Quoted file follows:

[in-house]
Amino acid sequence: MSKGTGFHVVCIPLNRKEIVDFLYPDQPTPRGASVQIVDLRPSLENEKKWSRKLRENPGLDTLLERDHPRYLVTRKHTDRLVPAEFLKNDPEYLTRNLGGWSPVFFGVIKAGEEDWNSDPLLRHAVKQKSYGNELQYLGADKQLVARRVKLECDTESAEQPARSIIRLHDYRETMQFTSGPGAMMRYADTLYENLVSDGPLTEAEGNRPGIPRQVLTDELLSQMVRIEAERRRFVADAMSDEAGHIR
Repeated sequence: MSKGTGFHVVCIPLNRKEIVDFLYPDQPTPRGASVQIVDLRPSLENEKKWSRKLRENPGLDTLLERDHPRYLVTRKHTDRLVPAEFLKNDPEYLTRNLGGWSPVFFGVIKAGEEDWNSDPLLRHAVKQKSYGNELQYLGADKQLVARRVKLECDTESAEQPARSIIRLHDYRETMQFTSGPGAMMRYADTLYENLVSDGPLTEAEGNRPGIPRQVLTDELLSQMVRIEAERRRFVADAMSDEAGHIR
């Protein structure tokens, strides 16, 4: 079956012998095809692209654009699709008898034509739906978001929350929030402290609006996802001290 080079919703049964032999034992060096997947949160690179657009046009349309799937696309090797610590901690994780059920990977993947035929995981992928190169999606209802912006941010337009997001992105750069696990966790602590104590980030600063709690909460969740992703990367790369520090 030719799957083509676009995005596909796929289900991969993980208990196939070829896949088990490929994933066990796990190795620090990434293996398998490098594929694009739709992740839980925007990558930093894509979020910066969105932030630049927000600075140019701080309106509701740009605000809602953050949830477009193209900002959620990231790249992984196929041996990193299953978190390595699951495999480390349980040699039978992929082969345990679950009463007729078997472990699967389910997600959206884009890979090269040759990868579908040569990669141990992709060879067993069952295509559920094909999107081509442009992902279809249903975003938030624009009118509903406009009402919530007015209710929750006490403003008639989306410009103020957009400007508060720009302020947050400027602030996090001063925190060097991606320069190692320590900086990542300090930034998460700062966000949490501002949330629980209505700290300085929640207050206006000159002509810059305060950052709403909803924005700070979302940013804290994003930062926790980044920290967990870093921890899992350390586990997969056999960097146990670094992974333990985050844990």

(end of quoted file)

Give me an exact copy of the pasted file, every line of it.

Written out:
[in-house]
Amino acid sequence: MSKGTGFHVVCIPLNRKEIVDFLYPDQPTPRGASVQIVDLRPSLENEKKWSRKLRENPGLDTLLERDHPRYLVTRKHTDRLVPAEFLKNDPEYLTRNLGGWSPVFFGVIKAGEEDWNSDPLLRHAVKQKSYGNELQYLGADKQLVARRVKLECDTESAEQPARSIIRLHDYRETMQFTSGPGAMMRYADTLYENLVSDGPLTEAEGNRPGIPRQVLTDELLSQMVRIEAERRRFVADAMSDEAGHIR
Repeated sequence: MSKGTGFHVVCIPLNRKEIVDFLYPDQPTPRGASVQIVDLRPSLENEKKWSRKLRENPGLDTLLERDHPRYLVTRKHTDRLVPAEFLKNDPEYLTRNLGGWSPVFFGVIKAGEEDWNSDPLLRHAVKQKSYGNELQYLGADKQLVARRVKLECDTESAEQPARSIIRLHDYRETMQFTSGPGAMMRYADTLYENLVSDGPLTEAEGNRPGIPRQVLTDELLSQMVRIEAERRRFVADAMSDEAGHIR
């Protein structure tokens, strides 16, 4: 079956012998095809692209654009699709008898034509739906978001929350929030402290609006996802001290 080079919703049964032999034992060096997947949160690179657009046009349309799937696309090797610590901690994780059920990977993947035929995981992928190169999606209802912006941010337009997001992105750069696990966790602590104590980030600063709690909460969740992703990367790369520090 030719799957083509676009995005596909796929289900991969993980208990196939070829896949088990490929994933066990796990190795620090990434293996398998490098594929694009739709992740839980925007990558930093894509979020910066969105932030630049927000600075140019701080309106509701740009605000809602953050949830477009193209900002959620990231790249992984196929041996990193299953978190390595699951495999480390349980040699039978992929082969345990679950009463007729078997472990699967389910997600959206884009890979090269040759990868579908040569990669141990992709060879067993069952295509559920094909999107081509442009992902279809249903975003938030624009009118509903406009009402919530007015209710929750006490403003008639989306410009103020957009400007508060720009302020947050400027602030996090001063925190060097991606320069190692320590900086990542300090930034998460700062966000949490501002949330629980209505700290300085929640207050206006000159002509810059305060950052709403909803924005700070979302940013804290994003930062926790980044920290967990870093921890899992350390586990997969056999960097146990670094992974333990985050844990």